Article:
This question was originally posted on Quora and I had responded. I am expanding on that answer in this post.
As companies push firmly into a SaaS delivery model, providing ability to do a trial/evaluation has become table stakes. In the new world order of technology procurement, buyers are more educated and prefer to touch-and-feel the technology before they even engage with the vendor. Gone are the days when salespeople used their relationship, pushed products to companies. Buyers usually would do all the upfront analysis and prefer talking to sales guys only to close the deal. This applies most industries now – technology, real estate, automobiles. The only exception to this might be the pharmaceutical industry where a pharma company “educates” the doctors into prescribing their solution. We all know how that works. Anyway I digress.
Technology world has, belatedly, moved all-in to a try-before-you-buy model. It is probably the only good thing oft-ridiculed automobile industry has taught the technology industry. With SaaS model of delivery, that has become much more achievable. Freemium models have spawned some of the most successful companies. In the legacy software delivery model, the customer would still be required to make hardware and sometimes resource investments to get a trial done on an expensive software.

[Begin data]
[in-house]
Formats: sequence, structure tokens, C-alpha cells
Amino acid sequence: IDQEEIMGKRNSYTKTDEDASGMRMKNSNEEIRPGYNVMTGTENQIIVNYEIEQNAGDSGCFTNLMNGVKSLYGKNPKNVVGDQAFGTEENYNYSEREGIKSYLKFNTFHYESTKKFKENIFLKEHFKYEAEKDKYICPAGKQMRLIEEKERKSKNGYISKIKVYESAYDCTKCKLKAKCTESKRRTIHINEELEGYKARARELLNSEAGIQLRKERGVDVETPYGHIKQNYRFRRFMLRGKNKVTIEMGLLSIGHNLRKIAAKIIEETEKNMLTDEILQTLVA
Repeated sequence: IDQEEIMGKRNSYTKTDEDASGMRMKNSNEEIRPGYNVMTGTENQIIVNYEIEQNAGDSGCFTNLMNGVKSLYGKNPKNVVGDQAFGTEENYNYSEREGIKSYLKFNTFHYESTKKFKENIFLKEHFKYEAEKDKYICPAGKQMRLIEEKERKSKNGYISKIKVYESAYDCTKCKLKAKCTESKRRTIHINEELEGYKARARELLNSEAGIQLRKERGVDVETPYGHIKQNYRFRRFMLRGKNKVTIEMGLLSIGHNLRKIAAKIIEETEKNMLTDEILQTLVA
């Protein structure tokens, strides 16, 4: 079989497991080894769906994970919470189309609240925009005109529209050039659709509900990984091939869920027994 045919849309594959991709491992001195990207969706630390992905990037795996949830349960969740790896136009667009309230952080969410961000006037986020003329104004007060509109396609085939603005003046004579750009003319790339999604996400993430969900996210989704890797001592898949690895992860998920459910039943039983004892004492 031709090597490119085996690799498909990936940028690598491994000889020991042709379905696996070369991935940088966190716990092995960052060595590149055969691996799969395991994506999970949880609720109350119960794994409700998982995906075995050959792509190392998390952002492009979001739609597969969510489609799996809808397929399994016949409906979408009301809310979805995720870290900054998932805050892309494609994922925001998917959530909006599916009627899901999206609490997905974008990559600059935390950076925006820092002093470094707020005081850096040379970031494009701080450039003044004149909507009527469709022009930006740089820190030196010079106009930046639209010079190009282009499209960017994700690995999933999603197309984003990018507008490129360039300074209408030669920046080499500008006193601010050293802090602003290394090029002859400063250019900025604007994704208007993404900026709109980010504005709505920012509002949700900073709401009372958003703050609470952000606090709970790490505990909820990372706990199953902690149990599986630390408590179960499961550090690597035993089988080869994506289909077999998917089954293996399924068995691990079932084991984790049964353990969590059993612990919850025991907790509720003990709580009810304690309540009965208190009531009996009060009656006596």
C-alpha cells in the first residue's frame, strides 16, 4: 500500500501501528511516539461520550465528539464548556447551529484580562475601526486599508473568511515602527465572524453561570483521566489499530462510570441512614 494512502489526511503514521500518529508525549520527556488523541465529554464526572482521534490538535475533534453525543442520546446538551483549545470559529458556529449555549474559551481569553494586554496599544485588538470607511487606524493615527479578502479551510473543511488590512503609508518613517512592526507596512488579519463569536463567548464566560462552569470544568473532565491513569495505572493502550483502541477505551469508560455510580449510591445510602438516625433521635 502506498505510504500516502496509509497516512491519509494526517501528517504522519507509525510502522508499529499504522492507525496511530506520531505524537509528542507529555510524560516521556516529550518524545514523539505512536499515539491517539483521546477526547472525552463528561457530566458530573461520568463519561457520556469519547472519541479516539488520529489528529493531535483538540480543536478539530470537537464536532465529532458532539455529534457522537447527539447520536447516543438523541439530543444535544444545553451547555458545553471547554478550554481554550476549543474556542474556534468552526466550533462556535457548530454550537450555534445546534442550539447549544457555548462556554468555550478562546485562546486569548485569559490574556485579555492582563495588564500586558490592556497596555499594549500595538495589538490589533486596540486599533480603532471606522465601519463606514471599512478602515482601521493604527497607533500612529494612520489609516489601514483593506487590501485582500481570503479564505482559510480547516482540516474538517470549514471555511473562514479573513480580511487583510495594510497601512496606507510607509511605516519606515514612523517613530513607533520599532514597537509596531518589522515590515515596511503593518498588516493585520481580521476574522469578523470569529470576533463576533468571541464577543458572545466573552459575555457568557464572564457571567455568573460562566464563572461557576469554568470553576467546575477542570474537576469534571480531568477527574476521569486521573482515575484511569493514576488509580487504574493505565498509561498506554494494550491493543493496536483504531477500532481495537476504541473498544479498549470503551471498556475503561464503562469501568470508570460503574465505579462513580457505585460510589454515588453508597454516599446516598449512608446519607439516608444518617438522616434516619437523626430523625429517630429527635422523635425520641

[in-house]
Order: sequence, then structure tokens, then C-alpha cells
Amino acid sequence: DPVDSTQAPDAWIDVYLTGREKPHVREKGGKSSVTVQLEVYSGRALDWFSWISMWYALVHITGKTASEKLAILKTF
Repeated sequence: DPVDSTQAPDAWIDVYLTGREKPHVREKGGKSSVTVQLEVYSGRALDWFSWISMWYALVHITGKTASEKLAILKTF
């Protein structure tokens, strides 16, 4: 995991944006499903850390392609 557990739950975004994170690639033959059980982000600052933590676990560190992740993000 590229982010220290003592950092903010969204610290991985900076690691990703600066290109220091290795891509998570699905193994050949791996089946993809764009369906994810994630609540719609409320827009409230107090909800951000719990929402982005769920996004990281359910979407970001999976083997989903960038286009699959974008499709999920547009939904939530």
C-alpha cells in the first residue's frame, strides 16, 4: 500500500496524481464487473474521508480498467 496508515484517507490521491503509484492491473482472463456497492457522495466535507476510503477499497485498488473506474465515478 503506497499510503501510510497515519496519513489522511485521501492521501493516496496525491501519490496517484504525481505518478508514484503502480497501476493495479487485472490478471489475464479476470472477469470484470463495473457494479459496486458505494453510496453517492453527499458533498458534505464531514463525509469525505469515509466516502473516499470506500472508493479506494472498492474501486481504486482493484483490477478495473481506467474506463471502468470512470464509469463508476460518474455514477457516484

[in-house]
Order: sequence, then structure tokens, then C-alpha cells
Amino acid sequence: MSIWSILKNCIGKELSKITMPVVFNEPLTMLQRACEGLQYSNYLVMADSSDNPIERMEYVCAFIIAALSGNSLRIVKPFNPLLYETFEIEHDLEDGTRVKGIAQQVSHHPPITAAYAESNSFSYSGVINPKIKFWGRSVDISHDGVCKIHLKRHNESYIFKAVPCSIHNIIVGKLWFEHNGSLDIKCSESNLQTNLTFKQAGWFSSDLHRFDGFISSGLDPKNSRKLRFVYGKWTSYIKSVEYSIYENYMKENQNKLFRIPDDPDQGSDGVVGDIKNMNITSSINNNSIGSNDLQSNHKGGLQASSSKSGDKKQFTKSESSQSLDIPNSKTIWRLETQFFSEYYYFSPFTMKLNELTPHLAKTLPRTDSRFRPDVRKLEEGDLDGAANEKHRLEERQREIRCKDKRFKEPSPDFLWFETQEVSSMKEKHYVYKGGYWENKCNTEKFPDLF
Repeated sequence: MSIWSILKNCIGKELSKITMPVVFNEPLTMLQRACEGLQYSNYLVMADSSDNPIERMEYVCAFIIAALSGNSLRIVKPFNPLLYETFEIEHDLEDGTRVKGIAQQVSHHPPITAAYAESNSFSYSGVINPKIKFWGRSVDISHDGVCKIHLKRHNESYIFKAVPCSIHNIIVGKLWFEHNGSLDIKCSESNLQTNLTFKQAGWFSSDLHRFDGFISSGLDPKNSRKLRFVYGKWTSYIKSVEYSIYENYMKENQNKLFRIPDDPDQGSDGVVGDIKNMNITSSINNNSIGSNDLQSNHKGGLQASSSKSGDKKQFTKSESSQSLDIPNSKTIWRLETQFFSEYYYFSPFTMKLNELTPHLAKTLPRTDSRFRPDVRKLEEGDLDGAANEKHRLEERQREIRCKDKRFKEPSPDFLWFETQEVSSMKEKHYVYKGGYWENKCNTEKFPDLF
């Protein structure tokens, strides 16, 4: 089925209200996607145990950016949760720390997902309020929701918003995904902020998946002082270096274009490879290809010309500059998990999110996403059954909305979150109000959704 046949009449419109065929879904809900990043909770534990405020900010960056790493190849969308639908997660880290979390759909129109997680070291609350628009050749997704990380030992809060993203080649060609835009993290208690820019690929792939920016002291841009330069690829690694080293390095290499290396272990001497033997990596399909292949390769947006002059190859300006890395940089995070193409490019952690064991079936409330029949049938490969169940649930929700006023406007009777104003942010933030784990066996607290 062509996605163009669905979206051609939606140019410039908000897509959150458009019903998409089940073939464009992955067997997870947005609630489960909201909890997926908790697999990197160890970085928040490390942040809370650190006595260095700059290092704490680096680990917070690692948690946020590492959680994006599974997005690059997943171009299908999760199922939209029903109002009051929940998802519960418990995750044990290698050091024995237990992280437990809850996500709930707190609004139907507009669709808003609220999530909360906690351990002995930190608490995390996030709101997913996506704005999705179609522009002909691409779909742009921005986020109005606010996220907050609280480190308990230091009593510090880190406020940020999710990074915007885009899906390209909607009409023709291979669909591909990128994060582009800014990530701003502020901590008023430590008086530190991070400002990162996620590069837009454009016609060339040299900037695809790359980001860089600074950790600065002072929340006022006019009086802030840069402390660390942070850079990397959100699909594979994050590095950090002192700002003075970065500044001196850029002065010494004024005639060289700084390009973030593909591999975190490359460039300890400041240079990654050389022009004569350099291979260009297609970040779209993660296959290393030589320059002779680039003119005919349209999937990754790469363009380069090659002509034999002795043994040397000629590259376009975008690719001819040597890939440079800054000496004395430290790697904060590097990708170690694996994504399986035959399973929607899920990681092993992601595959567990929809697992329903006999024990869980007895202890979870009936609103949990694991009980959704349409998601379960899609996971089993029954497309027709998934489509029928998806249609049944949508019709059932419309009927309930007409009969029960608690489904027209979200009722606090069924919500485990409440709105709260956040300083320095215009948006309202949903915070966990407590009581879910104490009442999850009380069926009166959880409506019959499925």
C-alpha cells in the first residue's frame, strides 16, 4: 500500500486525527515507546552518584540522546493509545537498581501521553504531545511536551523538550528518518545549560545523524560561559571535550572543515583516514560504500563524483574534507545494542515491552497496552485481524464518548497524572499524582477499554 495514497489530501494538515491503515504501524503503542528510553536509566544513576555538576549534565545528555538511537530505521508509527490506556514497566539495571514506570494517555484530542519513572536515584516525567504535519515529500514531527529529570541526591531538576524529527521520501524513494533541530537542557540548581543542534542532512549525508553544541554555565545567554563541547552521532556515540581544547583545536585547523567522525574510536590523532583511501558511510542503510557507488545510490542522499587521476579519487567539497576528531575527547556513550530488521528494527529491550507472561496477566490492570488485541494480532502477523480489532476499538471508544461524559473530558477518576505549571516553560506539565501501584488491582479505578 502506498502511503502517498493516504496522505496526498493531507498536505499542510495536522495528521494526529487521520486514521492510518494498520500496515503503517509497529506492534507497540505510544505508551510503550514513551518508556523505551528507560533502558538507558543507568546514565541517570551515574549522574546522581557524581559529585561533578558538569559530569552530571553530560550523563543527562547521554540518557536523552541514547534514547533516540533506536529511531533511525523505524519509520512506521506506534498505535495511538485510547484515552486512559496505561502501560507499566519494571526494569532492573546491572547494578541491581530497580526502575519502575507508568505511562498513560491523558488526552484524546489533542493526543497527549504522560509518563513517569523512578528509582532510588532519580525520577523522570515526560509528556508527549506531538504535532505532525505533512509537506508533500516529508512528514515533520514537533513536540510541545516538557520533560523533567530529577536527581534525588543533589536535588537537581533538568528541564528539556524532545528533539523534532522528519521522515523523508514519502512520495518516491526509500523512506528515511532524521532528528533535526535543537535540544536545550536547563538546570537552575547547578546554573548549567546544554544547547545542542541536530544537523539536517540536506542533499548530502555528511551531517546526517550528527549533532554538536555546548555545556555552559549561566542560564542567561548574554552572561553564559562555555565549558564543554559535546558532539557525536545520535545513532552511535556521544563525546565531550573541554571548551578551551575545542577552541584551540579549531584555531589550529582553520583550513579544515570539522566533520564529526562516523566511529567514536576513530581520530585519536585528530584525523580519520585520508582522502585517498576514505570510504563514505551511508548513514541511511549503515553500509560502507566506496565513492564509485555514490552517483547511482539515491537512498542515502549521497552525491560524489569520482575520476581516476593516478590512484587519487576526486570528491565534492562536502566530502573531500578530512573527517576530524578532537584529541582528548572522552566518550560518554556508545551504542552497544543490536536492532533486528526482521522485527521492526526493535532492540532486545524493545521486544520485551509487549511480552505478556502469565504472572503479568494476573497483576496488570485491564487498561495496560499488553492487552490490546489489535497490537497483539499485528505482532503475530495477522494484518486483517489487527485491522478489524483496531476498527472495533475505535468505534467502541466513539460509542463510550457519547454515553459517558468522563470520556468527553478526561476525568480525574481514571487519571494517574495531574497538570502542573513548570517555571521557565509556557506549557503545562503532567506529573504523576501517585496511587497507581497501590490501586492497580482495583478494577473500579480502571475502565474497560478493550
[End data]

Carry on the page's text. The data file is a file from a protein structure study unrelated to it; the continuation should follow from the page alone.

If you product has clear ROI milestones that you can establish as part of a trial without the need to have involvement of someone from your end then by all means do a trial. The core idea behind the trial is that you are confident that your solution solves a clear problem and the solution is designed to be intuitive. Alternatively it has enough pick-em-up tips scattered in the app so the user is not lost. The goal is to ensure the trial is a success. Remember the last thing you want is for the prospect to leave with a bad experience.
That said, are there cases in SaaS where this try-before-you-use model does not work ?
While the goal for all SaaS companies should be to achieve this, there are some scenarios where a trial might be challenging and the undoing of the company.
- Your product involves (elaborate) upfront implementation work and customers cannot see the proof of their problem being addressed.
- Your product needs third party integration to be done for it to demonstrate a complete flow.
- Your company does not have a customer success process (needs it own post) defined. You have done all the hard work to get the customer to try your product. If you don’t follow that up with process in play to ensure that trial have a high degree of success the you better not do trials.
But my recommendation to all product companies is to figure out a way to make trial version available. Nothing speaks more about your confidence on your product as saying “You have nothing to lose, try it and we are sure you will find our product meeting your needs and will subsequently buy it“. Also from the product side it
- Forces you to make the product intuitive
- Forces you to think about ROI all the time – even at a smaller scale
- Reduces your sales cycle by a whole lot of time.
- Eliminates the advantage your competition might get by providing trials when you don’t.
As for my personal beliefs I think every product should be designed with the ability to do Trials, even complex enterprise software. The “Why not?” question the product team should keep asking themselves should be if “every CAR (much more complex than software) has trial why not software?”